Researchers develop the first tools for the management of Chestnut trees in scrubland
March 11, 2015
The fieldwork developed for more than three years has led to a detailed inventory of the main tree species of the northwest of the Iberian Peninsula and to the design of new tools to improve their use
The research group of Atlantic Forest Systems (GIS-Forest) of the University of Oviedo has collaborated with the Forest and Wood Technology Research Center (CETEMAS) in the development of the first tool aimed at forest management of Chestnut trees in scrubland, which is the most predominant one in the northwest of the peninsula and covers almost 18 % of the forest surface area of Asturias. The Chestnut in scrubland is the one that grows naturally, not artificially planted by humans.
More than three years of fieldwork, in the framework of the Strategic Plan for Chestnut trees and funded by the Local Government of the Principality of Asturias, have allowed a group of researchers to elaborate a detailed inventory including heights, diameters, mass characteristics, etc., that provide detailed information of the status of this species nowadays and allow experts to design a sustainable forest management plan, improving the benefits resulting from forest species.
Some countries like France have pioneered the implementation of the forest management of this species. The research work developed has led to the development of new tools to determine growth and production, such as biomass equations, a profile function, a site index equation, cubing tariffs with classification of products, production tables, diagrams to manage density or models that allow determining the site index, taking into account several environmental variables.
The abandonment of forests and the health condition of trees are the main priorities, according to experts
Forest abandonment is the first and main problem that the researchers have faced when evaluating this situation. "These forests have a strong potential that we are not using due to the lack of interest of both private owners and public administrations", María Menéndez Miguélez explains, member of the research group and whose PhD Thesis, co-supervised by Pedro Álvarez (Research Group of Atlantic Forest Systems. GIS Forest), and Elena Canga Líbano (CETEMAS), is focused on the development of tools aimed at the management of chestnut in scrubland. From a health point of view this species is not good at all. "We have noticed an important presence of chancre, a major fungal disease which causes progressive weakening of trees, and hinders their growth", María Menéndez explains.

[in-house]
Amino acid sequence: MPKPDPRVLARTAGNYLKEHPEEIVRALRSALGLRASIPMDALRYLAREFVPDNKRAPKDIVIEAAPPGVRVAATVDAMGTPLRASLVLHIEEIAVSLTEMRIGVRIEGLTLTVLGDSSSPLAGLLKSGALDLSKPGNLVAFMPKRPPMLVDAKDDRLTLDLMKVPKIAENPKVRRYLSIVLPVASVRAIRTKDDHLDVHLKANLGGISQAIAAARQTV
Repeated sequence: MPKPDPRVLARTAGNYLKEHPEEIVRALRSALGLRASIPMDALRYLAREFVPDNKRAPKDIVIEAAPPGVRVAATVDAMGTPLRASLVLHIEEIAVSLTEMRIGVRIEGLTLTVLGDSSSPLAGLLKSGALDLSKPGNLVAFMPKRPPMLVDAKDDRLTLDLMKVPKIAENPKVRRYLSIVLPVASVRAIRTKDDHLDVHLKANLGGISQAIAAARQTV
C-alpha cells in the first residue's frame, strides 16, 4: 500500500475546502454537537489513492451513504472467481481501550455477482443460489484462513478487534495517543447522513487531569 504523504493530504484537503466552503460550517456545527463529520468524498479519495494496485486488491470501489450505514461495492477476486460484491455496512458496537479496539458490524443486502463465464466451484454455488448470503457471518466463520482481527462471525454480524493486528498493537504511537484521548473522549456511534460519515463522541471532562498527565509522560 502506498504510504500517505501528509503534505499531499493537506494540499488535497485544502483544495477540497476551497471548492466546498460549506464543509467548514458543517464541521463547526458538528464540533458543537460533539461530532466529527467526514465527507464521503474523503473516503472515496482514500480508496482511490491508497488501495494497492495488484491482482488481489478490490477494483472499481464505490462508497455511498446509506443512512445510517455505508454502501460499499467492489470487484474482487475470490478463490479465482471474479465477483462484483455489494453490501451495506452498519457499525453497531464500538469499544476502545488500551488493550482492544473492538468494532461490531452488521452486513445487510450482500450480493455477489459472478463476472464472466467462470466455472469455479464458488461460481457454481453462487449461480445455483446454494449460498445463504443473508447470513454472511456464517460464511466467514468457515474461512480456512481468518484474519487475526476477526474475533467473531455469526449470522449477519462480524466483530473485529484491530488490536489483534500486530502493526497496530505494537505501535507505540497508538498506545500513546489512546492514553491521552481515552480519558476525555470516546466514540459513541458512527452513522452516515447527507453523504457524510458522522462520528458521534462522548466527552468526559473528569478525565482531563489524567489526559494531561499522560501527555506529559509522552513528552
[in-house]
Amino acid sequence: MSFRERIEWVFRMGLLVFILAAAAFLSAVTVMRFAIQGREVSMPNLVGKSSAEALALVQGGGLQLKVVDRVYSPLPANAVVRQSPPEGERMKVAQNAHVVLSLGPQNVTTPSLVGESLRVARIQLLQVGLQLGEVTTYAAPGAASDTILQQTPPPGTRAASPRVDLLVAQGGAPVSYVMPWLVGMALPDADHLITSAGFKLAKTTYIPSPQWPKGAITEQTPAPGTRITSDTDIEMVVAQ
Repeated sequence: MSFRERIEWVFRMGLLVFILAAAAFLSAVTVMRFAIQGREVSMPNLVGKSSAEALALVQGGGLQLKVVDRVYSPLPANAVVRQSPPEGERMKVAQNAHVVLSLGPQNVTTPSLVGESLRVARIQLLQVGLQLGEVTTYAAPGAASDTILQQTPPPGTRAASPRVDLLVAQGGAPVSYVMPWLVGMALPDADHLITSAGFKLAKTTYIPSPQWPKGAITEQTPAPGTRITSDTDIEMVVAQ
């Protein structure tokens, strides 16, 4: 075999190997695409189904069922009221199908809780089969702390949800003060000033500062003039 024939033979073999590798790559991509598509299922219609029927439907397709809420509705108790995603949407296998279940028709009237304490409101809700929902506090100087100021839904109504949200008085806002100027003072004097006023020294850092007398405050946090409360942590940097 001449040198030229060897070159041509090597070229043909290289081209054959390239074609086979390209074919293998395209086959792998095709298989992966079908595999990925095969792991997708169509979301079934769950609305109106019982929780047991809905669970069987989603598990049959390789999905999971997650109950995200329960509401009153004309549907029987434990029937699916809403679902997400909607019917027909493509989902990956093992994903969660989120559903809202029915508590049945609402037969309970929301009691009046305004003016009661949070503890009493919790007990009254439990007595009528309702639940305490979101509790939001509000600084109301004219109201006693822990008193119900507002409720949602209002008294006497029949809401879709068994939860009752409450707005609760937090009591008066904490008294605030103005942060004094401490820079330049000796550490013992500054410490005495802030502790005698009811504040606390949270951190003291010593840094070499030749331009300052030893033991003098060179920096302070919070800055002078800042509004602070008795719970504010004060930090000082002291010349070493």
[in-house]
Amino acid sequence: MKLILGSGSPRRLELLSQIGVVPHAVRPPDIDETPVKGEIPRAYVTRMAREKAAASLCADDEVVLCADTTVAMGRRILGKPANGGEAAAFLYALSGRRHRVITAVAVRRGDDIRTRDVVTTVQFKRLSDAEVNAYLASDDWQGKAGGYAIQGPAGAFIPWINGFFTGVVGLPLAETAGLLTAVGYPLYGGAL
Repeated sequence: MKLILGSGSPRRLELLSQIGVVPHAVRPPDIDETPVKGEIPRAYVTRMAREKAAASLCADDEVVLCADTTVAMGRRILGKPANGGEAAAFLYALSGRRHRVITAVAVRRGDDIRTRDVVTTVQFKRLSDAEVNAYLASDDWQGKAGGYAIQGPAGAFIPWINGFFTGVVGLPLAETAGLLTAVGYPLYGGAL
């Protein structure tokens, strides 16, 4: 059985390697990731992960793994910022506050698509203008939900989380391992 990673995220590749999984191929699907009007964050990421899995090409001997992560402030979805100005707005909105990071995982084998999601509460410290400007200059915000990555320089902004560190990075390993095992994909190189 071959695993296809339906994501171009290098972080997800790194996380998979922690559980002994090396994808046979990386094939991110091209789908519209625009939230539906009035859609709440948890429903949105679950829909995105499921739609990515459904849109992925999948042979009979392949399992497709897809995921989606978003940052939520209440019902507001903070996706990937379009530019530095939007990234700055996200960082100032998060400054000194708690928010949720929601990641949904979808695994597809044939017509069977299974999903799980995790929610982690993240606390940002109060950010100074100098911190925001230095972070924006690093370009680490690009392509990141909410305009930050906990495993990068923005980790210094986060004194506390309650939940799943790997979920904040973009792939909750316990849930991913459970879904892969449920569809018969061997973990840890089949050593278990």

In Asturias there are 451.317 hectares of forest surface, 80.560 of which are covered by Chestnut in scrubland. This means 17, 85 % of the forest surface in Asturias and 49, 5 % of the total surface of chestnuts in Spain. This species has always been strongly linked to the Asturian history and culture, since it is the material used to build raised granaries or house fencing. Moreover, chestnut played an important role in the diet of the rural Mediterranean population for decades.
- Pedro Álvarez Álvarez (Research Group of Atlantic Forest Systems (GIS Forest)
- Marcos Barrio Anta (Research Group of Atlantic Forest Systems (GIS Forest)
- Elena Canga Líbano (CETEMAS)
- Juan Majada Guijo (CETEMAS, Research Group of Atlantic Forest Systems (GIS Forest)
- María Menéndez Miguélez (CETEMAS, Research Group of Atlantic Forest Systems (GIS Forest)